by Carson McCullers
a treasured classic
Frankie is a 12-year old tomboy tired of her small Georgia town and longing for a world of adventure and romance. Despite forming a fragile bond with Bernice, a maid, and John Henry, her seven-year old cousin, Frankie dreams of running away with her brother and his new bride. From one of the South’s most daring writers comes this acclaimed portrait of a girl desperate for a place to belong.
Production Support Provided By: Bernard Robinson & Company
"The role really suited Aidan’s personality. (John Henry) brings a real fun atmosphere to a tough, emotional show. While at times it’s dramatic, it’s also very funny. Carson McCullers has really captured what life was like in 1945 in the South. Frankie’s preteen voice is one audiences can relate to," his mother, Heather Armstrong, said.
As the title suggests, Frankie wants more than anything to be a member of the wedding between her brother Jarvis and his fiancé Janis. After being smitten by the outward signs of their love, Frankie concocts a fantasy in which she is a part of the newlywed couple’s life. She wants to be married to them, to go with them wherever their road takes them. Noting that the couple’s names both start with the same letters, Frankie starts calling herself “Jasmine” in a running gag that actor Erin Schmidt plays to solid effect.
[Cassandra Lowe] Williams’ performance is endearing, heartbreaking and even at times comical, as she alone negotiates the emotional chaos of the characters around her. It is no easy feat for an actor to convey strength and vulnerability, dominance while being socially oppressed and humor in the face of despondency. Williams delivers all with poise and presence.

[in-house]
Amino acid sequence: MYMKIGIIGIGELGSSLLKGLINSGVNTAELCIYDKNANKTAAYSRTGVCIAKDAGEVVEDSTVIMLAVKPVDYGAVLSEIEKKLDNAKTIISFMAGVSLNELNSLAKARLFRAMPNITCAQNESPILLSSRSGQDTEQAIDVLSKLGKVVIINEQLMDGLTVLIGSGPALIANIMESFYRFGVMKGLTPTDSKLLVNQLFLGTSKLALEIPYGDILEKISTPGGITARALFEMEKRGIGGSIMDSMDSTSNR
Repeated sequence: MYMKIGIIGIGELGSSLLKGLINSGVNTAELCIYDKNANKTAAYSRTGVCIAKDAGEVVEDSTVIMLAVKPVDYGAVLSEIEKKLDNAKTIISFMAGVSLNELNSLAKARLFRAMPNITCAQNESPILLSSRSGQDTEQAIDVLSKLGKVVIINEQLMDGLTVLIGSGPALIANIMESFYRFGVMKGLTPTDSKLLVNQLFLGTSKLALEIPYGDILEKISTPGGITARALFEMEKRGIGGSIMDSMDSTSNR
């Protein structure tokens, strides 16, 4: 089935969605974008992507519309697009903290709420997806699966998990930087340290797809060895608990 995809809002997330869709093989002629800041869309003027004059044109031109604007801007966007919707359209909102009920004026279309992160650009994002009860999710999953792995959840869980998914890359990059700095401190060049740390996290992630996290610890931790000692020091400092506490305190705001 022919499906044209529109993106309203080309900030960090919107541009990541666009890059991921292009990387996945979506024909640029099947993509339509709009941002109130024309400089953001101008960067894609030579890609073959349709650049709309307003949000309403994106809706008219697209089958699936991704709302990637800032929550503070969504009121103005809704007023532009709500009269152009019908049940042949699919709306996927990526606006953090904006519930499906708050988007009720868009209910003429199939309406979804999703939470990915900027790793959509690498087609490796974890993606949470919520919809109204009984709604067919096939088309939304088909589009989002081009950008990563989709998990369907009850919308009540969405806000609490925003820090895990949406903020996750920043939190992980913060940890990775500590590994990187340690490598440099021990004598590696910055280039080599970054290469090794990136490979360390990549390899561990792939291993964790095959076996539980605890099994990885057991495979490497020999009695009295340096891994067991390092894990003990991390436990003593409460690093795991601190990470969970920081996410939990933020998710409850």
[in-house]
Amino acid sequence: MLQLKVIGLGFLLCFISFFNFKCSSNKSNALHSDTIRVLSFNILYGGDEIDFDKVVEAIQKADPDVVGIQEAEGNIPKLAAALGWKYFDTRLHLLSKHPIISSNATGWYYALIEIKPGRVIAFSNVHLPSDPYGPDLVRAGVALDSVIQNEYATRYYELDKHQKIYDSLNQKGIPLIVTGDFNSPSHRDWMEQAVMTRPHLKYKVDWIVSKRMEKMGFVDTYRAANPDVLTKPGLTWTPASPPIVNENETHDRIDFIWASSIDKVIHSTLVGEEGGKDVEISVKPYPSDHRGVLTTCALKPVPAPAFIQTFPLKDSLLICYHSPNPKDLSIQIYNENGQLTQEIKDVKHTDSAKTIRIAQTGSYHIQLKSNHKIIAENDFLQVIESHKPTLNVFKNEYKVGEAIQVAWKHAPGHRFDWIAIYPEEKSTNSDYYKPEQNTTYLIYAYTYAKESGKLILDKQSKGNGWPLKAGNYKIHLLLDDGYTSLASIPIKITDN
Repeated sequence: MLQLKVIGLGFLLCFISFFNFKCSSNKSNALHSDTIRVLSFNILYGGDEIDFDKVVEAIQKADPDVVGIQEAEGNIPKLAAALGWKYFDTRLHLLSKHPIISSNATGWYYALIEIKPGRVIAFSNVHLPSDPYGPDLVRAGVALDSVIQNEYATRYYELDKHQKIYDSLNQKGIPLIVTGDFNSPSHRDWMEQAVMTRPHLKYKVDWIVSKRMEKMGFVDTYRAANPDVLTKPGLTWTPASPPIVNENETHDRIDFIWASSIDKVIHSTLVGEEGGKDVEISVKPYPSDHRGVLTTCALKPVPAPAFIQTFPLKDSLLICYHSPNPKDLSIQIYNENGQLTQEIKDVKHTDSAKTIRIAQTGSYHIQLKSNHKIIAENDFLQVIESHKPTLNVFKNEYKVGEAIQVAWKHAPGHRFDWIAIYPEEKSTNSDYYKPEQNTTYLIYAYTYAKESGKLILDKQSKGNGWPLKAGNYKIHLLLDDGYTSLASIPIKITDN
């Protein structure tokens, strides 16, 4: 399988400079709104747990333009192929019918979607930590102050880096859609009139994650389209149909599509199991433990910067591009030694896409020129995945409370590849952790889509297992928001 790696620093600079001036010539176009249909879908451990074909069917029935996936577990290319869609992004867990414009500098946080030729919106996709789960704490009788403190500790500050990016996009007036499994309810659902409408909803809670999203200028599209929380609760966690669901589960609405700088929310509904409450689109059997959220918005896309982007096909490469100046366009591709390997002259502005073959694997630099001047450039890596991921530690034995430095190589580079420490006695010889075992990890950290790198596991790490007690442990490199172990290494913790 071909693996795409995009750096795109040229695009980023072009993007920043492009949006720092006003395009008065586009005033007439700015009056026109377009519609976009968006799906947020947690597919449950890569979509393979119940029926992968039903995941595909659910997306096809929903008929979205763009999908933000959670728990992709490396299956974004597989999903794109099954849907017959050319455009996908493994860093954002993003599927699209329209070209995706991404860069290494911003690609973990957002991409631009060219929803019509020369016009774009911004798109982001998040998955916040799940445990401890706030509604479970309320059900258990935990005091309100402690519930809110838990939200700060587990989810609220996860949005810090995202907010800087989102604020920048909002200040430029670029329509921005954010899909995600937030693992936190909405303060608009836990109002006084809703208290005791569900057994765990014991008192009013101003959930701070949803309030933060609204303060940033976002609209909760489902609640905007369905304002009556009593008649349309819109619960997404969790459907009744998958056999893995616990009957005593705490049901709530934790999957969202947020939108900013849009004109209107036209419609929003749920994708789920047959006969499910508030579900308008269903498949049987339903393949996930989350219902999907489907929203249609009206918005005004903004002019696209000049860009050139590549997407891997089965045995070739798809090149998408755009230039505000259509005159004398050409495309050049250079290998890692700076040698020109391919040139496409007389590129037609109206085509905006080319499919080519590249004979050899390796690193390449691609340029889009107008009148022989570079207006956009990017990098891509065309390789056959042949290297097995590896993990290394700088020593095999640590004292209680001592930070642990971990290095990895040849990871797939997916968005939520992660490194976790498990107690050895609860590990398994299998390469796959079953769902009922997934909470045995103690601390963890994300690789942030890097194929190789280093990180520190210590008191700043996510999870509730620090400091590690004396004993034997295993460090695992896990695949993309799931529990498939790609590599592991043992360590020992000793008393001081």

GREENSBORO — Triad Stage regularly brings working actors from across the country, particularly the New York City stage scene, to perform for local audiences. But the Triad itself is home to talented professional actors. And one of them, Greensboro’s Cassandra Lowe Williams, has found a home at Triad Stage. Williams plays the role of Berenice Sadie Brown in “The Member of the Wedding.”
Most of us would never choose to go back to that awkward place of emerging pimples, voice changes and uncomfortable social ventures — I’m talking about middle school. But one actress takes on the challenge and reminds us how fun it can be to get in touch with your inner child. Erin Schmidt, 23, is “letting go of everything (she’s) been taught as an adult” to play a misfit child in Triad Stage’s The Member of the Wedding, written by Carson McCullers and directed by Preston Lane, Triad Stage’s artistic director.